Tag Archives: walking

Walking the Northern Line: Part 2

It wasn’t my finest moment when I finally rocked up to Kennington station after 7 hours of walking, being rained on, enjoying a brass band, and having been lost for the last half hour. I chose to walk this section by myself and as such I just wanted to get it over with. This meant one bathroom break, no pub, lunch on the go, and clearly a lot of poor decisions relating to food and drink (tuna pasta salad washed down with Gatoraid while walking down Goldiers Green Road got some weird looks.)

Another of my finest moments is that I can’t actually find any photos from this walk (how frustrating!) Anyway, I started my walk from Edgeware to Brent Cross, crossing over what’s left of the River Brent and a very scary footbridge over a motorway. From there I walked through Goldiers Green, past some surprisingly leafy areas in the very affluent Hampstead which actually felt like it was farther out of London than where I started in Edgeware.

From Goldiers Green, through Camden, Euston and central London, now with a headache and no patience for the tourists going out to the theatre in the evening. Finally crossed the river as it started to absolutely pour to find a flash mob brass band. I have to say, I love brass bands at the best of times and this really perked up my spirits. I thought I really could make it to Kennington at this point. And I did eventually after walking past it for about 20 minutes and then back.

I then, in my infinite wisdom decided to pop into the food store and pick up soup and juice (very heavy) and get on the train home with everyone else who was going out for their Saturday night. I arrived home around 10pm, after giving fairly detailed instructions to a very confused Italian who was finding his way from Manchester to Milan somehow via Heathrow with no tickets.

It may come as no surprise as I took a very long break before starting my next line, the Jubilee.


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Wanderlust Wednesday: The Northern Line- Part 1

The Northern line is a real doosy. I’ve split this one up into two posts so the first one is my walk from Morden to High Barnet. (The second post will be the epic walk from Edgeware to Kennington.)

Nothern Line

I started off at Morden and walked to Balham (it was convenient for where I was living at the time.) I’d never been anywhere near Morden and it felt very suburban walking from there to South Wimbledon (a euphemism if I ever heard one) and a very straight, long road from Colliers Wood to Balham. Broken up with very, very different neighbourhoods that ranged from very suburban (hardly feeling like London) to feeling like I was in another country (which I think is really cool- ie. This is a xenophobic anti-immigration free zone) with African and Middle Eastern shops and a very non-suburban feel and an amazing lamp post.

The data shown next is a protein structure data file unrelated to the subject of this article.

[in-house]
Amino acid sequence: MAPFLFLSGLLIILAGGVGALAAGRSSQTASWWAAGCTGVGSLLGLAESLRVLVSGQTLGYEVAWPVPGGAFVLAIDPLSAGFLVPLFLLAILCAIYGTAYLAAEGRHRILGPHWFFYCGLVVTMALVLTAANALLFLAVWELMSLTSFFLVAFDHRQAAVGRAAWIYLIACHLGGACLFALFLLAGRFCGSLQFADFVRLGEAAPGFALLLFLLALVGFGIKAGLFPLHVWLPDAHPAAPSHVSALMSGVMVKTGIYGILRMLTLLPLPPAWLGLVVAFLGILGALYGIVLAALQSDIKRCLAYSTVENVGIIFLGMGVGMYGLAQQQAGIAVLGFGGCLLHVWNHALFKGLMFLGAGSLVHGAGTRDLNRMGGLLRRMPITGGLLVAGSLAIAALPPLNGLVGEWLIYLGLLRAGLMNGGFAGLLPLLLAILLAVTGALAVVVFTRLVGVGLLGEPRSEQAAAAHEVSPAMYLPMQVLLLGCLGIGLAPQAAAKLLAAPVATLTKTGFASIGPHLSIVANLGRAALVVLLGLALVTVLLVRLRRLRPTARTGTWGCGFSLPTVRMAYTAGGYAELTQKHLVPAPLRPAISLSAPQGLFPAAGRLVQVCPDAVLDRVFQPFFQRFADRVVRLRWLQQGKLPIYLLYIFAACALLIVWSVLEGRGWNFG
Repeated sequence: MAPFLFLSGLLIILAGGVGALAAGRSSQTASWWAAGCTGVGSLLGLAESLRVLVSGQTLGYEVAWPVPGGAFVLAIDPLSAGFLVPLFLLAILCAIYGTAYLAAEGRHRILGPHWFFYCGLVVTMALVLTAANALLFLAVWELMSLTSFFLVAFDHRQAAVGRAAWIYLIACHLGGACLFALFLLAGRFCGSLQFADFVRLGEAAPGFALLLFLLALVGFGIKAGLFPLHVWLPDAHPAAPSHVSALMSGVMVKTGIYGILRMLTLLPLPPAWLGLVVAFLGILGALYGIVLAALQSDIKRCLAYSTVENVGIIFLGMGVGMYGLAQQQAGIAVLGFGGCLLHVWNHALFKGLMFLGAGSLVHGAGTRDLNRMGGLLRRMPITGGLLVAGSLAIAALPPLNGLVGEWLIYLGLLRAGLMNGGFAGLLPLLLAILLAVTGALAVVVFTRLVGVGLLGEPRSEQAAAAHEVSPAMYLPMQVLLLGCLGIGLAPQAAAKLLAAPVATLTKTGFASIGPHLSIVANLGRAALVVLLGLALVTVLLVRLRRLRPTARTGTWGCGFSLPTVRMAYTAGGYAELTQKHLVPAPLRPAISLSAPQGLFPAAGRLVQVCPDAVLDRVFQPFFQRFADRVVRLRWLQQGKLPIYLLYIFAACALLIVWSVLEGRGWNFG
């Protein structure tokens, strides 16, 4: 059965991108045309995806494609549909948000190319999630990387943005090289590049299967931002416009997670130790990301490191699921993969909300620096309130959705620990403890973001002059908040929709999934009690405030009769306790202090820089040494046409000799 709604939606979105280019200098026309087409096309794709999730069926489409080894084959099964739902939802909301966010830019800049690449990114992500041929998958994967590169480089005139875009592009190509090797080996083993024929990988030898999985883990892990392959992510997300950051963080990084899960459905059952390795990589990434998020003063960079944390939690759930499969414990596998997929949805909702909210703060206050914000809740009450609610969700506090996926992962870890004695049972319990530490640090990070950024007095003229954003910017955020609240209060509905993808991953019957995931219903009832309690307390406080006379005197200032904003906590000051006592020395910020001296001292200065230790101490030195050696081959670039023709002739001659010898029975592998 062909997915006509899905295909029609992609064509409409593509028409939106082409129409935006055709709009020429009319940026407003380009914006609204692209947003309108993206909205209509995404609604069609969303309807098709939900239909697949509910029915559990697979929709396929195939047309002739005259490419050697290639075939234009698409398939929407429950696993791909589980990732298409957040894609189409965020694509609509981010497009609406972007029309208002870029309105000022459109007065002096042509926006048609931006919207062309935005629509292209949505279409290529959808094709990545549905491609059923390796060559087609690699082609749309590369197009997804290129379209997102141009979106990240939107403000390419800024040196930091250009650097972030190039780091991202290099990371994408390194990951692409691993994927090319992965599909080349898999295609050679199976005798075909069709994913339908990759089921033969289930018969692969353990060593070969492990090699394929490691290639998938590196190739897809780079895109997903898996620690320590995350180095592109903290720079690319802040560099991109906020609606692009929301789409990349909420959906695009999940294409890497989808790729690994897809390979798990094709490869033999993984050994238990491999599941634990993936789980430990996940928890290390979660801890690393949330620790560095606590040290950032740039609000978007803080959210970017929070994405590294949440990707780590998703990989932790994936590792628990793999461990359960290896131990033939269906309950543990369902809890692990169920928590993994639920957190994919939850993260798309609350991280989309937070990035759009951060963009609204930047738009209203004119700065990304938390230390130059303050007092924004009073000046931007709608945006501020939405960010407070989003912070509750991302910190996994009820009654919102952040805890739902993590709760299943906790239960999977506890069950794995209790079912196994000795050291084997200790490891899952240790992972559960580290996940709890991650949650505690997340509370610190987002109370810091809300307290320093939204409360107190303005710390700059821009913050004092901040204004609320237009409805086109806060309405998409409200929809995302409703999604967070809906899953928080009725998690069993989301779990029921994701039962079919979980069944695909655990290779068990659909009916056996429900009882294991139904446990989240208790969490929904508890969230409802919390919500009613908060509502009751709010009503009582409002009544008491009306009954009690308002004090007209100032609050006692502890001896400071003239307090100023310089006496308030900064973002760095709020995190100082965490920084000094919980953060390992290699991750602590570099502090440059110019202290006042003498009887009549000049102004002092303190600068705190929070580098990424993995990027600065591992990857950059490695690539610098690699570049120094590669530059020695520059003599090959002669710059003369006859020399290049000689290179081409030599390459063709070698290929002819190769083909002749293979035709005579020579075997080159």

Nothern Line

Another day, I met my very patient friend, Lenny at Stockwell for ‘a quick walk’ (walking from Balham to complete that stretch) and once again while we passed through Stockwell, it absolutely poured down with rain. It stopped (thankfully) as we walked towards Oval and then London Bridge.

Nothern Line

From Colliers Wood to Balham to London Bridge the Northern line follows a single road. A distance of over 7 miles! No screeching carriages around curves on this stretch! (Although to be fair, I’ve never taken the Northern Line all the way to Morden- I got the bus to get there!)

We passed through the city and I experienced for the third time the weird disjointed feeling when I compare where I walked from – Balham (or Morden) to the City of London. From a suburban (and not so up-and-coming) residential area to the pinnacle of the world’s financial markets where on weekdays the people going into the sky scrapers wear suits that cost more than my rent for the year.  Welcome to London.

Back out of the city, through Angel and King’s Cross (again) and north, up Hampstead Hill (more like a cliff face) and onward to Finchley. Watching the trains pull in and out of King’s cross (and getting a severe case of the travel bug) and then walking to the next station I was surprised once again with how post-industrial and run down it still is. Though since Google announced it’s offices moving here, it won’t be up-and-coming for long- it’ll be expensive.

We walked past Camden, Tufnell Arch and then Archway and a really cool second-hand shop with a nautical theme (and completely incongruous with my budget even if I wanted to carry a ship’s wheel with me for the rest of the walk.)

Nothern Line

Finally, we gave it up at East Finchley and stopped at a surprisingly nice pub tucked in to one side of the railway bridge. I really enjoyed making the bar tender guess where we had walked from.


Photo courtesy of Runny Custard Photography

Another day, we finished the walk from East Finchley to High Barnet- including Millhill East (a very annoying appendage to the main High Barnet branch of the Northern Line but passed the Dollis Brook Viaduct- an incredible feat of engineering and a big surprise to stumble across.

Finally at High Barnet-  the end of the line.

Nothern Line


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Wanderlust Wednesday: Walking the Victoria Line

When I called my friend Lenny (over at RunnyCustard Photography) and I asked her if she wanted to go for a walk with me, she asked me where to, obviously. I just said “We’ll see how it goes, see how far we get”. We walked from Brixton to Walthamstow, the entire Victoria Line. I don’t think she’s forgiven me yet.

We met at Brixton and by Stockwell (a tradition by now), the weather took a turn and we got caught in a rainstorm. Thankfully by the time we got to Vauxhall, it had stopped.

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The walk from Brixton to Vauxhall to Victoria  and on to Kings Cross was fairly easy. I was feeling energetic and Lenny wasn’t tired yet, so on we walked. To Highbury and Islington (a surprisingly long way from Kings Cross) and through my old neighbourhood to Finsbury Park. We stopped to refuel (cider and a JD and diet coke, if I remember correctly) and kept walking on to Seven Sisters. It was at this point that we simultaneously walked near a reservoir in a really gorgeous summer evening and totally hit the wall.